In a new report, Goldman Sachs economist George Cole says the planet is transitioning from the "Age of commodities" to the "Age of consumer durables," which will present new opportunities for global investors as this phase change materializes.
The key is the rise of the middle class consumer in emerging markets (EM).
"Over the coming decades the spending power of the EM middle class – the 'expanding middle' – will cause tectonic shifts in global consumption," says Cole. "The next set of structural opportunities in EMs will therefore depend on understanding not just the macro story of growth, but also the micro story of spending and consumption – in other words, understanding what the world wants."
So, what does the world want?
Goldman Sachs Global Investment Research
Click to enlarge.
Historical consumption patterns have the answer, says Cole: consumer durables, a category that includes everything from washing machines to sports cars (see chart at right).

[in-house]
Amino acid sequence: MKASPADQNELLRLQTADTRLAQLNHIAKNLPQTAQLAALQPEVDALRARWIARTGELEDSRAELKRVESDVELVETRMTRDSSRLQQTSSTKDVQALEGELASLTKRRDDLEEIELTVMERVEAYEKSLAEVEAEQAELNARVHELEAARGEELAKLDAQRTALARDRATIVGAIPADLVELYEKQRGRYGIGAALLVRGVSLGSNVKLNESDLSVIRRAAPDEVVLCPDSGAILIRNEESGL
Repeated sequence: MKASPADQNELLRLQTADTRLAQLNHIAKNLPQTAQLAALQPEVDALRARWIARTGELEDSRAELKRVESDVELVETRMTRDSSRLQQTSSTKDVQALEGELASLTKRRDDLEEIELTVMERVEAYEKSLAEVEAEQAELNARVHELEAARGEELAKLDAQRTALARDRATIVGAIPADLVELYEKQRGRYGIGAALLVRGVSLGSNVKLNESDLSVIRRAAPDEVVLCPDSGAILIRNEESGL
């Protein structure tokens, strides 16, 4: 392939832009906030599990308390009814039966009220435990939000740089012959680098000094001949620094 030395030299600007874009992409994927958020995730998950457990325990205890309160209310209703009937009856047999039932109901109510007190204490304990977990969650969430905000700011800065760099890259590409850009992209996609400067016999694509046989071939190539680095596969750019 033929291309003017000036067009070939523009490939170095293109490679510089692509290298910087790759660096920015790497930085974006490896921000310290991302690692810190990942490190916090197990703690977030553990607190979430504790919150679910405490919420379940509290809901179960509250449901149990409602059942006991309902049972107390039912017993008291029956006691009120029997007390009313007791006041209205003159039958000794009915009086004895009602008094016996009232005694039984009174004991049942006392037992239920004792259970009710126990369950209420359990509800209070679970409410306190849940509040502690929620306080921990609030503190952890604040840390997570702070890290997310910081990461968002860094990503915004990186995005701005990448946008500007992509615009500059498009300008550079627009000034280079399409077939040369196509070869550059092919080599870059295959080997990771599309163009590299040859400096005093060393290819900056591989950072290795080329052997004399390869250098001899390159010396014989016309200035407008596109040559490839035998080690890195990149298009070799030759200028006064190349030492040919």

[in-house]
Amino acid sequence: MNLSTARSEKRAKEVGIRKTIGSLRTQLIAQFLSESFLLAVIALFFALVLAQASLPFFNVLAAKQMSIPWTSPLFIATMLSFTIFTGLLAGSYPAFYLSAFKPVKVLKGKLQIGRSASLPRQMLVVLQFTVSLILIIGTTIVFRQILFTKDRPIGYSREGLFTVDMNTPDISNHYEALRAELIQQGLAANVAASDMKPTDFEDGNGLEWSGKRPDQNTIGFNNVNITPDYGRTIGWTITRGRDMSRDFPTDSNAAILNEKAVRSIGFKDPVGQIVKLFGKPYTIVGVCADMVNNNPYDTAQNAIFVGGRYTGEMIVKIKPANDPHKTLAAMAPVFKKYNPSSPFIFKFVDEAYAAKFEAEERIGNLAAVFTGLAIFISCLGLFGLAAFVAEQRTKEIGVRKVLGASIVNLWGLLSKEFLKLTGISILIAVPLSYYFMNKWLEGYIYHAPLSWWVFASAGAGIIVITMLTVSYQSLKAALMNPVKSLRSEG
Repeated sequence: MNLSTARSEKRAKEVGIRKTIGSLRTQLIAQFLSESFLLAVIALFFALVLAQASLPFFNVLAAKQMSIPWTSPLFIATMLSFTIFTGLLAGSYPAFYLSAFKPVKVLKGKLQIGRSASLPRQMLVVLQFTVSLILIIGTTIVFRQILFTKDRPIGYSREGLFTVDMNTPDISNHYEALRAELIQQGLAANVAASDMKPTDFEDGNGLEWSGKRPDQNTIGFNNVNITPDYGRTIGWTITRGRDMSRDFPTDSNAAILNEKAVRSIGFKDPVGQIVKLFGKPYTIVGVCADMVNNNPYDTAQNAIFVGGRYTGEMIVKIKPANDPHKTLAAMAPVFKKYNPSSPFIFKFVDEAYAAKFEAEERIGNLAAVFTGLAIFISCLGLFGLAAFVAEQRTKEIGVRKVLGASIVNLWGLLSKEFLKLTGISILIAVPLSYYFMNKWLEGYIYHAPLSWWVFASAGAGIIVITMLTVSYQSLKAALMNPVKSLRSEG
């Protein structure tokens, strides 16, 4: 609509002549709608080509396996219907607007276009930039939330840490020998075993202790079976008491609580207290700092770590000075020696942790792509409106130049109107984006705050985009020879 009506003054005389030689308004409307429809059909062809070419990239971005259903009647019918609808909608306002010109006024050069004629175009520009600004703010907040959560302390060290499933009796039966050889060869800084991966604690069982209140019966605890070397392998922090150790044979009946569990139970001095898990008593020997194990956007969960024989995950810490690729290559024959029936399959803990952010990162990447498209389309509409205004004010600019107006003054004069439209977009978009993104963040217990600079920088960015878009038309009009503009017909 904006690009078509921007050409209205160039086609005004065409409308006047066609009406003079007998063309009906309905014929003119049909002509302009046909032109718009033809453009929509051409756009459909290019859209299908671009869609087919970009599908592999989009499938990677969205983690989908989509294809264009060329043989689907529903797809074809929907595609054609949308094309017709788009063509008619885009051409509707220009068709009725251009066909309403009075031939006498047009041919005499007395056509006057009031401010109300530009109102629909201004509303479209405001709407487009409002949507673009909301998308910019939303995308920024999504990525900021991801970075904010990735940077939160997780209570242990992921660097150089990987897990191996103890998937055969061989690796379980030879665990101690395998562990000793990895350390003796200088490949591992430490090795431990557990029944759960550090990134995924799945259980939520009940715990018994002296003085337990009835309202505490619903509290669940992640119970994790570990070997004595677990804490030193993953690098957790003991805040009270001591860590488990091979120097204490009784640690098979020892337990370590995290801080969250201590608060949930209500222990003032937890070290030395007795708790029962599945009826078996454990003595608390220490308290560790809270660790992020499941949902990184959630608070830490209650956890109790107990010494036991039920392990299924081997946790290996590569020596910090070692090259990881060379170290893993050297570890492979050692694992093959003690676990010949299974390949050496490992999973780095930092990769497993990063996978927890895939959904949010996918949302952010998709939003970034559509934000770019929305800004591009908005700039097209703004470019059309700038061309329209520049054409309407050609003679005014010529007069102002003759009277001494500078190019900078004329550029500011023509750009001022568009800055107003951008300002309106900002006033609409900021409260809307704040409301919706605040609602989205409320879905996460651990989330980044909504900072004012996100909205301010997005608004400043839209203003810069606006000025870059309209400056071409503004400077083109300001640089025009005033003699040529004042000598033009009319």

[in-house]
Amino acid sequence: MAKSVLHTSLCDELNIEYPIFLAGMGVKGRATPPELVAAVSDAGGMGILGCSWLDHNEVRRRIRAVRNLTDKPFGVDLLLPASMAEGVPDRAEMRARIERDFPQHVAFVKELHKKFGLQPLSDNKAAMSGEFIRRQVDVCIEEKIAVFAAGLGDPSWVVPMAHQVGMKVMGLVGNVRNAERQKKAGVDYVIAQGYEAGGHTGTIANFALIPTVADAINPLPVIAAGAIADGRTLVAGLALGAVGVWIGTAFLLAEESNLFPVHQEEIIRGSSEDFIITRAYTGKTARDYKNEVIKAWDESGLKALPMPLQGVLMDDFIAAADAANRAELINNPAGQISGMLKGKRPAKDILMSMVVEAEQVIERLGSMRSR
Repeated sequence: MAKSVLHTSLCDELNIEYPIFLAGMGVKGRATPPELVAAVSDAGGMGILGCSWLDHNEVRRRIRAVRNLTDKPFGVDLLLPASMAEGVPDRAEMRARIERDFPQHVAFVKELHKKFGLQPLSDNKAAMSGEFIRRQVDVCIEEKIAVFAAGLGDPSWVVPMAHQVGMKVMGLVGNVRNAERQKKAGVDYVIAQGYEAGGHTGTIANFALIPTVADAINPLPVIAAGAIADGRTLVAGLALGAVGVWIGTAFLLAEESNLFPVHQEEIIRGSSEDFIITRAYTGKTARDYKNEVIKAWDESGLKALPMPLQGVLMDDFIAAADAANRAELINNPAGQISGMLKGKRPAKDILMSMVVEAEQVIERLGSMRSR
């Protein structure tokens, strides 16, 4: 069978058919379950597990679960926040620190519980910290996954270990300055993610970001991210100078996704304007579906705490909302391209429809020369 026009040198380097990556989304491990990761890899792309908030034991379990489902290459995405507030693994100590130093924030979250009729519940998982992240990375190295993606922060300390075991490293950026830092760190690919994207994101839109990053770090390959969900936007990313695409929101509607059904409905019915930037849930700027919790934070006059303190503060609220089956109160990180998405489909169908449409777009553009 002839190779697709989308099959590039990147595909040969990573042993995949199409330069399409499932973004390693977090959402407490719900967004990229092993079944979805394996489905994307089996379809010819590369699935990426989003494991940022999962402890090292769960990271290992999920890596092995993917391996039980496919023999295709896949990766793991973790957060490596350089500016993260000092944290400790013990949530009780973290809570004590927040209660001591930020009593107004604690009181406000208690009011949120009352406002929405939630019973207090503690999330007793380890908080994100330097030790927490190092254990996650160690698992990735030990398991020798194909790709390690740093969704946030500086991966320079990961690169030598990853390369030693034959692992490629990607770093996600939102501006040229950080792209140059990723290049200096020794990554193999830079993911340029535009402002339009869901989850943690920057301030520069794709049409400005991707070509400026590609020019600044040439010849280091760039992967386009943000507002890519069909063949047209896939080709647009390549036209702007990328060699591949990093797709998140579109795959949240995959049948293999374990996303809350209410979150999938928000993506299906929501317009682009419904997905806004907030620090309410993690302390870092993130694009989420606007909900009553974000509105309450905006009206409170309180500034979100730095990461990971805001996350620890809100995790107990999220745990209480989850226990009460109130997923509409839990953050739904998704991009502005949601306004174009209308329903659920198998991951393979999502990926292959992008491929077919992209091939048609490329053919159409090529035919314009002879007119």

"These dynamics suggest that the EM story depends on more than simply headline growth," says Cole. "A s EM incomes continue to rise in coming decades, the rate of demand growth for high-end consumer durables and services will continue to increase even after the peak of global potential GDP growth has passed."
Thus, a shift from the "Age of commodities" to the "Age of consumer durables," as Cole explains in the report:
The overall message is that we are passing from an 'Age of commodities' to an 'Age of consumer durables' – if commodities have seen the bulk of EM demand pressure over the previous decade, this is likely to shift to consumer durables in the next decade.
For low-end consumer durables, a large part of this shift has occurred. For example, annual EM demand for cars is set to outstrip DMs in the next few years, driven by a three-fold increase in demand from China between the current and previous decade. For higher-end durables such as dishwashers and luxury cars the shift occurs later, with EM demand outpacing DMs by 2030.
Growth in the demand for services remains high and consistent across each decade to 2050, and the EM share of services climbs higher each decade. This is in contrast to the EM shares of demand growth for commodities and low-end durables, which have largely peaked.
" Across the regions, Asia, Latin America, CEEMEA and MENA all see major growth in consumer durables as they move through the current decade, and all hit the income range for peak services demand after 2030," says Cole. "Africa, with current income levels in the region of peak demand growth for commodities, has the most room to grow."
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